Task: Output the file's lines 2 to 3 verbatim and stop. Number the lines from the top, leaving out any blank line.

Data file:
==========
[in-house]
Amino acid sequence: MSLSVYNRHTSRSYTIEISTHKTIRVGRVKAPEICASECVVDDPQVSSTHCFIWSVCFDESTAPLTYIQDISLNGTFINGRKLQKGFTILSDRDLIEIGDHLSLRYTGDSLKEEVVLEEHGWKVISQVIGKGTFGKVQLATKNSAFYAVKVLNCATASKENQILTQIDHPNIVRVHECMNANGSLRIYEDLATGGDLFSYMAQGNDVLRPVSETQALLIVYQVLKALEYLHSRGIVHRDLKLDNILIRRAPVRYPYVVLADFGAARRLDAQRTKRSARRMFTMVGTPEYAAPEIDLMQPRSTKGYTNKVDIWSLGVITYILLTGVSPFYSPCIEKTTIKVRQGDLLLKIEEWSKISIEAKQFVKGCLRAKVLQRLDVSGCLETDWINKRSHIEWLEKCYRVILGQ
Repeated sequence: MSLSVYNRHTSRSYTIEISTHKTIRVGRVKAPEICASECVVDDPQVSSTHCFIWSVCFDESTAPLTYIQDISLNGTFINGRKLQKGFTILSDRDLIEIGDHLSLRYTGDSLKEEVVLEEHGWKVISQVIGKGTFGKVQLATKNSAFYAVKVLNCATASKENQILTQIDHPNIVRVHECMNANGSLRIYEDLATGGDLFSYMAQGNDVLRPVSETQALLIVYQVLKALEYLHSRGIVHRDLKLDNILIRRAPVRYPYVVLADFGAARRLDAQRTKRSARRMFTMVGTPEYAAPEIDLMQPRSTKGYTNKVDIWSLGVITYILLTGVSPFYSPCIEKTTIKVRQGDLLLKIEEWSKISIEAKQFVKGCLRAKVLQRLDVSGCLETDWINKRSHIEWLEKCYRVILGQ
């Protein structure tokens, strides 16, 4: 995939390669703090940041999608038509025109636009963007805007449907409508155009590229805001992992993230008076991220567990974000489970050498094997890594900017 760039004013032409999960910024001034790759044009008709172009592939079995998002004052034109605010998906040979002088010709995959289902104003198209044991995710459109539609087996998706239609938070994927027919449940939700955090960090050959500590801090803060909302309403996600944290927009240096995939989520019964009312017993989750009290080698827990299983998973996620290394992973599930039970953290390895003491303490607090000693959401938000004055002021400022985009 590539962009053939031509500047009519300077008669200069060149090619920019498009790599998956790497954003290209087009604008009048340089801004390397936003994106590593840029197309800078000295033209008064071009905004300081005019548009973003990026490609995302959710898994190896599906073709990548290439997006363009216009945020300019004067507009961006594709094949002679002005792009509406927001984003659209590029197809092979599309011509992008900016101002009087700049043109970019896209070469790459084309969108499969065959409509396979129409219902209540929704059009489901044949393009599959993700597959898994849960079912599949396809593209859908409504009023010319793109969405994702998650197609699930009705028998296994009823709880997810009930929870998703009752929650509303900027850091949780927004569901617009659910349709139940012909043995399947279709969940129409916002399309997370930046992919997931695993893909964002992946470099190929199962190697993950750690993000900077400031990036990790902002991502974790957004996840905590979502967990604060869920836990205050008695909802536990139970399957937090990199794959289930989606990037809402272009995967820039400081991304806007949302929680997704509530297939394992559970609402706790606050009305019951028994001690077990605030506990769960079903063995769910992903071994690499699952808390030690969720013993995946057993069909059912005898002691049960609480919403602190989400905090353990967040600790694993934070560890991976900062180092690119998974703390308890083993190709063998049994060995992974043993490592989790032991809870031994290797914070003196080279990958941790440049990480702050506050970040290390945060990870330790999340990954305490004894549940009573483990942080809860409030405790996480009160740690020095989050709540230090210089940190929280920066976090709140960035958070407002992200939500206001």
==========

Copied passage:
Amino acid sequence: MSLSVYNRHTSRSYTIEISTHKTIRVGRVKAPEICASECVVDDPQVSSTHCFIWSVCFDESTAPLTYIQDISLNGTFINGRKLQKGFTILSDRDLIEIGDHLSLRYTGDSLKEEVVLEEHGWKVISQVIGKGTFGKVQLATKNSAFYAVKVLNCATASKENQILTQIDHPNIVRVHECMNANGSLRIYEDLATGGDLFSYMAQGNDVLRPVSETQALLIVYQVLKALEYLHSRGIVHRDLKLDNILIRRAPVRYPYVVLADFGAARRLDAQRTKRSARRMFTMVGTPEYAAPEIDLMQPRSTKGYTNKVDIWSLGVITYILLTGVSPFYSPCIEKTTIKVRQGDLLLKIEEWSKISIEAKQFVKGCLRAKVLQRLDVSGCLETDWINKRSHIEWLEKCYRVILGQ
Repeated sequence: MSLSVYNRHTSRSYTIEISTHKTIRVGRVKAPEICASECVVDDPQVSSTHCFIWSVCFDESTAPLTYIQDISLNGTFINGRKLQKGFTILSDRDLIEIGDHLSLRYTGDSLKEEVVLEEHGWKVISQVIGKGTFGKVQLATKNSAFYAVKVLNCATASKENQILTQIDHPNIVRVHECMNANGSLRIYEDLATGGDLFSYMAQGNDVLRPVSETQALLIVYQVLKALEYLHSRGIVHRDLKLDNILIRRAPVRYPYVVLADFGAARRLDAQRTKRSARRMFTMVGTPEYAAPEIDLMQPRSTKGYTNKVDIWSLGVITYILLTGVSPFYSPCIEKTTIKVRQGDLLLKIEEWSKISIEAKQFVKGCLRAKVLQRLDVSGCLETDWINKRSHIEWLEKCYRVILGQ